The report said uncertainty over the credit last year and the administrative changes mean 2013 will be a slower year for new wind capacity. Industry and government estimates range from 2,800 to 5,000 megawatts in new wind capacity in 2013.
“As a result, while many projects will certainly aim to meet the ‘start construction' deadline by the end of the year, 2013 is expected to be a slow year for new capacity additions, lowering not only U.S. but global growth forecasts,” the report said.
Last year was a tough one for many small manufacturers of wind turbines, said Mike Bergey, president at Bergey Windpower. In areas outside of the windy, central United States, small wind turbines compete with solar panels for many consumers. Bergey said Chinese dumping of cheap solar panels on the U.S. market hurt small turbine manufacturers as consumers opted instead for solar.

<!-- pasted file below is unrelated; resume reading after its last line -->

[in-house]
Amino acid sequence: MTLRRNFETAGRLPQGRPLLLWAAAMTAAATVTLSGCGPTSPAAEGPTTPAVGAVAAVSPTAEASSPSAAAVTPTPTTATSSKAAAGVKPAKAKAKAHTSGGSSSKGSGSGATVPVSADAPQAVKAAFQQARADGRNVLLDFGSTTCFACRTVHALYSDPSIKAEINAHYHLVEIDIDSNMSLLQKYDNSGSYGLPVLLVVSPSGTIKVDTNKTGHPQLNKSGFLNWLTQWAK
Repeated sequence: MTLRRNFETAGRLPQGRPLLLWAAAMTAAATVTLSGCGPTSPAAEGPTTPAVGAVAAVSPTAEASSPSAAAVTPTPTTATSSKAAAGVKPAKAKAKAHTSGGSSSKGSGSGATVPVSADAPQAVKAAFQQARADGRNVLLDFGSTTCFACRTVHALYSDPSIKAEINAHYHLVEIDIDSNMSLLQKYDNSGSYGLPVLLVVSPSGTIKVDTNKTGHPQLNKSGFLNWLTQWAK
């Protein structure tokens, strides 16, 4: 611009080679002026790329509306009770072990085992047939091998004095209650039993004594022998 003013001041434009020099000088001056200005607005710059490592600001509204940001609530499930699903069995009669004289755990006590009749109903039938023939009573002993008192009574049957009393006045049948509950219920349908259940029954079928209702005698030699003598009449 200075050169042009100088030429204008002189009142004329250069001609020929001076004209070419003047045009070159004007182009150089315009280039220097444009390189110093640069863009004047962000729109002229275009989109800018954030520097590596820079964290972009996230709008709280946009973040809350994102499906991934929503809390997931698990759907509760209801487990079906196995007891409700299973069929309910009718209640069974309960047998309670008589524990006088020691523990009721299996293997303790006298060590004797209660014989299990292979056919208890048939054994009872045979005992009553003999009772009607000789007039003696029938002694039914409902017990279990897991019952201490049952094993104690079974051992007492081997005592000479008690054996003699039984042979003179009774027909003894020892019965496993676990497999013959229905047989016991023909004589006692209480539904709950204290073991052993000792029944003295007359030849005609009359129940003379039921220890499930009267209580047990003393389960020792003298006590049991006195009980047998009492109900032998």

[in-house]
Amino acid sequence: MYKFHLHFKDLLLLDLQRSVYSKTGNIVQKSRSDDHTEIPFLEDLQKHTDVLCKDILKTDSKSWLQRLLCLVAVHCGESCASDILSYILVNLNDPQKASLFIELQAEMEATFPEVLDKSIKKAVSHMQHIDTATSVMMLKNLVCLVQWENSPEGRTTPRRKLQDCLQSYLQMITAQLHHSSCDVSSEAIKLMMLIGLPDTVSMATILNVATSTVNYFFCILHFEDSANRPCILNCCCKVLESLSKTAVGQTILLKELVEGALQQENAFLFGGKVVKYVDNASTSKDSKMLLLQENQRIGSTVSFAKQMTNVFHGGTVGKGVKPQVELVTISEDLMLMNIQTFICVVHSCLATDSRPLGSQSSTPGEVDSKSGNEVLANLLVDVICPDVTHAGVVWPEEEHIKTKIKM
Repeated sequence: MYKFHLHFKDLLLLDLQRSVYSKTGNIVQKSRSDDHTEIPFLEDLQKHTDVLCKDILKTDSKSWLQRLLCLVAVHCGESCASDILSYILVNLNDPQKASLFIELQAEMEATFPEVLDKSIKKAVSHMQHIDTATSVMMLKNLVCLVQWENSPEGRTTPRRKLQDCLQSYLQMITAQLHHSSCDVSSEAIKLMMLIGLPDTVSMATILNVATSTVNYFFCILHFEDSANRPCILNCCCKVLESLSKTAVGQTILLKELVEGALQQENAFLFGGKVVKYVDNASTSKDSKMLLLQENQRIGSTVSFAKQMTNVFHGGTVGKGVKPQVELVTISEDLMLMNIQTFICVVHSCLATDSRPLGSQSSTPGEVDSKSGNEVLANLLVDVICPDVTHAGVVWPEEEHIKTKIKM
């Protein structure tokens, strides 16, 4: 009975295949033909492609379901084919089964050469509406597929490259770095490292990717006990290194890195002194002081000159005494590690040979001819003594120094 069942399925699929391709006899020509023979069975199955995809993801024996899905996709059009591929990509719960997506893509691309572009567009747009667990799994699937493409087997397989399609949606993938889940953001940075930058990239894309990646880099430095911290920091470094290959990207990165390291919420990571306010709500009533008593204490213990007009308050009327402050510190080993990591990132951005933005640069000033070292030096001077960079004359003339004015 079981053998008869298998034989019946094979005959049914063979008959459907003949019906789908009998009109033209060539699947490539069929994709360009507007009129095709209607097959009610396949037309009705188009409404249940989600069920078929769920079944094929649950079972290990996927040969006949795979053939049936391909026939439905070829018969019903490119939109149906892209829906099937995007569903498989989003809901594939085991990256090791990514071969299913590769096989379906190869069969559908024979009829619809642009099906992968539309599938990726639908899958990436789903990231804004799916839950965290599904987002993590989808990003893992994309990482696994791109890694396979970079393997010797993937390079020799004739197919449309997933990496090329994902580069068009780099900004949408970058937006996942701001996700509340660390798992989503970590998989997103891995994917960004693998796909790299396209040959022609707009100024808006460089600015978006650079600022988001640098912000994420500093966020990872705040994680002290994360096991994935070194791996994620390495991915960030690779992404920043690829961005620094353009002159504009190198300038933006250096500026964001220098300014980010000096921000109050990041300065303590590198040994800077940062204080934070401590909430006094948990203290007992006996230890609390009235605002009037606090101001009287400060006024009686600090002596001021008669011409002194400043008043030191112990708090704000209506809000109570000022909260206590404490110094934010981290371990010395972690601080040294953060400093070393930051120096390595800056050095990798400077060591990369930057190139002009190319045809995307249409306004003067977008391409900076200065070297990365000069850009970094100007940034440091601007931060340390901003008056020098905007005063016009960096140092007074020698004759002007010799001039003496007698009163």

The United States last year instituted tariffs against Chinese solar panels, which should help small wind turbine manufacturers, Bergey said. China has since retaliated with its own tariffs on the raw materials used for solar panels.
Despite the industry turmoil, Bergey Windpower continued to expand its Norman operations. The company added employees as it shut down a Chinese subsidiary and moved production back to the United States. It also bought a firm in Mississippi that makes power inverters and moved it to Norman. The company employs 35 people and sells most of its wares outside the state or around the world.
“We wouldn't trade our position with anyone,” said Bergey, who also is president of the Distributed Wind Energy Association. “We've got a good start on business this year and we're bullish about next year. The economy is recovering and people are starting to buy big-ticket items again.”
Bergey said the company's top model, a 10 kilowatt turbine with a 120-foot tower, typically costs about $60,000. With tax credits and depreciation, many businesses can see payback on the investment in six to eight years, he said.